Democratic New York Attorney General Letitia James is appealing a 2022 court ruling throwing out a state regulation over its glaring illegality. If successful, James' appeal will restore the power to Gov. Kathy Hochul's administration to arbitrarily detain American citizens for indefinite periods and force them into quarantine camps.
What is the background?
The regulation, Section 2.13 "Isolation and Quarantine Procedures," was adopted and enshrined in the New York Code, Rules and Regulation in February 2022. It went into effect April 22, 2022.
This regulation enabled the state commissioner of health to "issue and/or ... direct the local health authority to issue isolation and/or quarantine orders ... to all such persons as the State Commissioner of Health shall determine appropriate."
"For the purposes of isolation orders, isolation locations may include home isolation or such other residential or temporary housing location that the public health authority issuing the order determines appropriate," read the regulation.
Those detained at home or in a New York concentration camp without trial or proof of infection were to be monitored "to ensure compliance with the order."
In April 2022, state Senator George Borrello (R), Assemblyman Mike Lawler (R), and Assemblyman Chris Tague (R) joined pro-freedom citizens' group Uniting NYS in suing Gov. Kathy Hochul, Department of Health Commissioner Bassett, the Department of Health, and the Public Health and Health Planning Council over the New York's forced "Isolation and Quarantine" regulation.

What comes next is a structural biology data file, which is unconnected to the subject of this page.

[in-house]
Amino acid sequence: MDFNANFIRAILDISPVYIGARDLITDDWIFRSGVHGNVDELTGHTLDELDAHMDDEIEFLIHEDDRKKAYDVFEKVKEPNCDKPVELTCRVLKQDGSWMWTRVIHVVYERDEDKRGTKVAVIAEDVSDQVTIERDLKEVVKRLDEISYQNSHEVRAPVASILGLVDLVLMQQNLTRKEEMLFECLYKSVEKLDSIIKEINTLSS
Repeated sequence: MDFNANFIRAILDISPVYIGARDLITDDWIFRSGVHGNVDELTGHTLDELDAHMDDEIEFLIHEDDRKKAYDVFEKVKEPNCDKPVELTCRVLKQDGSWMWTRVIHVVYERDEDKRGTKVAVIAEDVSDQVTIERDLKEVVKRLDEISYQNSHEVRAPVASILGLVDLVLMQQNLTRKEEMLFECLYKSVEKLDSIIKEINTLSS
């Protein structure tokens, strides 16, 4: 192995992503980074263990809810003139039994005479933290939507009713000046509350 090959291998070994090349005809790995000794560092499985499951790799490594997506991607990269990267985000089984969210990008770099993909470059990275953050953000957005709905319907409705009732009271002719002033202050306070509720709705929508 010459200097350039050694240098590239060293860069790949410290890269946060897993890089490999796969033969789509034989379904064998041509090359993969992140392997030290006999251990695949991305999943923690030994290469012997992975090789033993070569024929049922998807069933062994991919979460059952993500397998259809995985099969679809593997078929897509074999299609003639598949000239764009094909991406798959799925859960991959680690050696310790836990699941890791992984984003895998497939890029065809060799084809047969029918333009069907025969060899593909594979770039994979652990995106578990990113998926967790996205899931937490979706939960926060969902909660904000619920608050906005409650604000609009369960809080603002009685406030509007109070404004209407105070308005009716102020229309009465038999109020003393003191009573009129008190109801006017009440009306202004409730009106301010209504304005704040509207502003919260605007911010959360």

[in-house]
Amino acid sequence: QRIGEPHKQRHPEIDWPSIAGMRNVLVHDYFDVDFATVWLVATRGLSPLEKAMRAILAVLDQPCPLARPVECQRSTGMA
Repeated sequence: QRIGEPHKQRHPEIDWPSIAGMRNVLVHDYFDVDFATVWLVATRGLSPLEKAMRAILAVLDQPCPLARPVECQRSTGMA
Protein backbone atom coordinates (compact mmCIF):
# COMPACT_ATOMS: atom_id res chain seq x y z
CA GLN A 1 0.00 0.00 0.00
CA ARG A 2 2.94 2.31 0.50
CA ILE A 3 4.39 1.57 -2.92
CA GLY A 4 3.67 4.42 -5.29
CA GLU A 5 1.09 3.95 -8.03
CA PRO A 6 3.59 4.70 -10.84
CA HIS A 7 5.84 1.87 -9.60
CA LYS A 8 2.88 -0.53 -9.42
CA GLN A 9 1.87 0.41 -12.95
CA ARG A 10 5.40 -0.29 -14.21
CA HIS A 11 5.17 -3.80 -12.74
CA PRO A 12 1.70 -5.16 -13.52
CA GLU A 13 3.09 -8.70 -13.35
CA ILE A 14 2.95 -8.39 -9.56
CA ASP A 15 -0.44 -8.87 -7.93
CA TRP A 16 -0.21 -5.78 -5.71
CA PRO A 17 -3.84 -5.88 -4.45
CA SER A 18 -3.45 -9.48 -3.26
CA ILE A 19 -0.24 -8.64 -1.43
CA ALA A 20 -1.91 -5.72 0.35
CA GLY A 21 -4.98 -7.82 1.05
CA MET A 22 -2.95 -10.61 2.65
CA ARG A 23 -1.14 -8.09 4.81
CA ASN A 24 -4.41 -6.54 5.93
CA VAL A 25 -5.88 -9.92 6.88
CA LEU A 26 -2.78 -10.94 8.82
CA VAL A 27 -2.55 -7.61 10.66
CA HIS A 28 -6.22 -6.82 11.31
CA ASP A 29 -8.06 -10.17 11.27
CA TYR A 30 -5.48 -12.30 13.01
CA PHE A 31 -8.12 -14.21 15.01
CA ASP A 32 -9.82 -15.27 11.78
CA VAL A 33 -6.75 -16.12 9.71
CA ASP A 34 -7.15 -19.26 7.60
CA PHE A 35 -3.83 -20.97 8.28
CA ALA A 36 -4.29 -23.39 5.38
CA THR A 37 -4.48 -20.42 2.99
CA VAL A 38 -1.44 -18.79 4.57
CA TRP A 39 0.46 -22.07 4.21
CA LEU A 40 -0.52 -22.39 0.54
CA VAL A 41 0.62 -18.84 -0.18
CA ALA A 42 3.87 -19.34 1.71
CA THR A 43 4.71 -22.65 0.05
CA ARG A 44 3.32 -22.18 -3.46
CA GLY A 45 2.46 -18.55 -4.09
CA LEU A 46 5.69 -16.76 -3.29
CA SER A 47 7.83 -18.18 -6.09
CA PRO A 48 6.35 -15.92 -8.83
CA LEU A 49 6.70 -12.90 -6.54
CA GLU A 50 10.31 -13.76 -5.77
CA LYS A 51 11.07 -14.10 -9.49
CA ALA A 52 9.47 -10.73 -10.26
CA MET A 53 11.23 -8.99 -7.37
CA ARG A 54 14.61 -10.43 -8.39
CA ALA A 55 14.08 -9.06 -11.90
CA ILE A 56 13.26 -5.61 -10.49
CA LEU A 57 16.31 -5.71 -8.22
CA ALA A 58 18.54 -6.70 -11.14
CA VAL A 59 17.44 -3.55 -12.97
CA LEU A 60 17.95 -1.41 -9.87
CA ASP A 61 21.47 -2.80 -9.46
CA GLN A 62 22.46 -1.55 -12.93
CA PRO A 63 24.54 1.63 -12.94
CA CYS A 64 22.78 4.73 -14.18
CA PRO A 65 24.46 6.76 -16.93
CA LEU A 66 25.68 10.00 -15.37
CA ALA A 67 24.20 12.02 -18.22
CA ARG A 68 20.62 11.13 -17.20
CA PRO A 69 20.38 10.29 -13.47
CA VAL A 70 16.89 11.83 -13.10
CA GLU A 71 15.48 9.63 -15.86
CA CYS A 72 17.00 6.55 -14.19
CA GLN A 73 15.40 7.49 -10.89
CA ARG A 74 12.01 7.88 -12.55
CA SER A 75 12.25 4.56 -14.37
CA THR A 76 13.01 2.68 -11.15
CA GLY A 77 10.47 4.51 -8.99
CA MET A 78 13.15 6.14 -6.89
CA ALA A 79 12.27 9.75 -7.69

Borrello said, "From the start of the pandemic I was deeply concerned that the expansive ‘emergency’ powers that were given to the Executive Branch would establish a permanent precedent. Unfortunately, that is precisely what we are seeing here in New York State."
"It’s an unconstitutional overreach that violates the required separation of powers between the executive and legislative branches of government. It must be challenged," added Borrello.
Tague said, "This policy’s aim to forcibly isolate law-abiding citizens is reminiscent of actions taken by some of the ugliest tyrannical regimes history has ever known. It has no place standing as law here in New York, let alone anywhere in the United States."
Their suit claimed that the Hochul administration not only lacked the statutory authority to promulgate 10 NYCRR 2.13 "Isolation and Quarantine Procedures," which had been adopted as an emergency regulation on Feb. 22, 2022, but that it was "not the least restrictive way in which Respondents could try to achieve their goal."
The lawsuit intimated that Hochul and others had acted in a despotic manner, having "exceeded their executive powers, thereby usurping the power of the NYS legislature" and "misleading the public."
They noted that it violated the NYS Administrative Procedure Act, the Separation of Powers doctrine, and Public Health Law and had been enacted "against the will of the NYS Legislature which refused to act on the topic."